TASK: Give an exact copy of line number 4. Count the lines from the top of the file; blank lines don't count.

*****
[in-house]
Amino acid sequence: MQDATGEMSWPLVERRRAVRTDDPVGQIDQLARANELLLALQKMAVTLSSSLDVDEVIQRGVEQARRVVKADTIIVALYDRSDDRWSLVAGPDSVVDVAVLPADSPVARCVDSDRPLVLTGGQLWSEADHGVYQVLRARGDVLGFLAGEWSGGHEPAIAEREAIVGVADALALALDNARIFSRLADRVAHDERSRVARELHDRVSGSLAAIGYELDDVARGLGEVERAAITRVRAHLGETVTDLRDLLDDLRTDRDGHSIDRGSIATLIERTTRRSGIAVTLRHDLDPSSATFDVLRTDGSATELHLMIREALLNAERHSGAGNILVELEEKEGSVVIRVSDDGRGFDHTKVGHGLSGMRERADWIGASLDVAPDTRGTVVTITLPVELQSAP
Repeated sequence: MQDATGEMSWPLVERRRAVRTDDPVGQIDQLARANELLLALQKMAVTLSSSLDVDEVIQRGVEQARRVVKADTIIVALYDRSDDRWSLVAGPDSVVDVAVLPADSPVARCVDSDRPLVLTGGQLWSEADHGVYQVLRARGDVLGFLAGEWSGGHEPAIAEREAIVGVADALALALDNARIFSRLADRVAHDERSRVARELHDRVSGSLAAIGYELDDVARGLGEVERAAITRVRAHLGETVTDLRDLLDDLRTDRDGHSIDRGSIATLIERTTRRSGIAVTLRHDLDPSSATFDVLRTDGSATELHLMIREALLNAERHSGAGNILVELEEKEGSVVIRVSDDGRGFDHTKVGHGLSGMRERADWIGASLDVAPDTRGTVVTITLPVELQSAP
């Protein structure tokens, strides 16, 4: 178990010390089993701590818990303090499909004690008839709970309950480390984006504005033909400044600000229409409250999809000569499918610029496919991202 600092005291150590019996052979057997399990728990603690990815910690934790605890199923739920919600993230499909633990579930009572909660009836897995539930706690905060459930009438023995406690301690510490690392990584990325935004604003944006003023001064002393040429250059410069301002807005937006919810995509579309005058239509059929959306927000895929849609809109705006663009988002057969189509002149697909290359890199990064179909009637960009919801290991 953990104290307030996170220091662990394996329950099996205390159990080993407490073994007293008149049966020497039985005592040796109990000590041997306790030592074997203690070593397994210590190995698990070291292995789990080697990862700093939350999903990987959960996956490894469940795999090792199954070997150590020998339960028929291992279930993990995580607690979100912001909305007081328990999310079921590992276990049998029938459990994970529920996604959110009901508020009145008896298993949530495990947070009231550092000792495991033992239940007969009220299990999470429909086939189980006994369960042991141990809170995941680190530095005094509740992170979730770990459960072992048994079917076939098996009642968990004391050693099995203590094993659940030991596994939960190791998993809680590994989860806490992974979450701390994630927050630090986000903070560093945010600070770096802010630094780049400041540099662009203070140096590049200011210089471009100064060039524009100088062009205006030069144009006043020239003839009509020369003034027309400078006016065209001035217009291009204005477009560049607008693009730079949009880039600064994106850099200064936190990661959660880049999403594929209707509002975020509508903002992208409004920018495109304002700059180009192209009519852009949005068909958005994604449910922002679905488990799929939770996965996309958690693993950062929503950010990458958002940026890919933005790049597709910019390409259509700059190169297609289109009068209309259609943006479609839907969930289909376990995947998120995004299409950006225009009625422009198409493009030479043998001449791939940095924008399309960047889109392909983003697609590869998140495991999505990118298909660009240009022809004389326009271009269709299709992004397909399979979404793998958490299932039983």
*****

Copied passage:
């Protein structure tokens, strides 16, 4: 178990010390089993701590818990303090499909004690008839709970309950480390984006504005033909400044600000229409409250999809000569499918610029496919991202 600092005291150590019996052979057997399990728990603690990815910690934790605890199923739920919600993230499909633990579930009572909660009836897995539930706690905060459930009438023995406690301690510490690392990584990325935004604003944006003023001064002393040429250059410069301002807005937006919810995509579309005058239509059929959306927000895929849609809109705006663009988002057969189509002149697909290359890199990064179909009637960009919801290991 953990104290307030996170220091662990394996329950099996205390159990080993407490073994007293008149049966020497039985005592040796109990000590041997306790030592074997203690070593397994210590190995698990070291292995789990080697990862700093939350999903990987959960996956490894469940795999090792199954070997150590020998339960028929291992279930993990995580607690979100912001909305007081328990999310079921590992276990049998029938459990994970529920996604959110009901508020009145008896298993949530495990947070009231550092000792495991033992239940007969009220299990999470429909086939189980006994369960042991141990809170995941680190530095005094509740992170979730770990459960072992048994079917076939098996009642968990004391050693099995203590094993659940030991596994939960190791998993809680590994989860806490992974979450701390994630927050630090986000903070560093945010600070770096802010630094780049400041540099662009203070140096590049200011210089471009100064060039524009100088062009205006030069144009006043020239003839009509020369003034027309400078006016065209001035217009291009204005477009560049607008693009730079949009880039600064994106850099200064936190990661959660880049999403594929209707509002975020509508903002992208409004920018495109304002700059180009192209009519852009949005068909958005994604449910922002679905488990799929939770996965996309958690693993950062929503950010990458958002940026890919933005790049597709910019390409259509700059190169297609289109009068209309259609943006479609839907969930289909376990995947998120995004299409950006225009009625422009198409493009030479043998001449791939940095924008399309960047889109392909983003697609590869998140495991999505990118298909660009240009022809004389326009271009269709299709992004397909399979979404793998958490299932039983």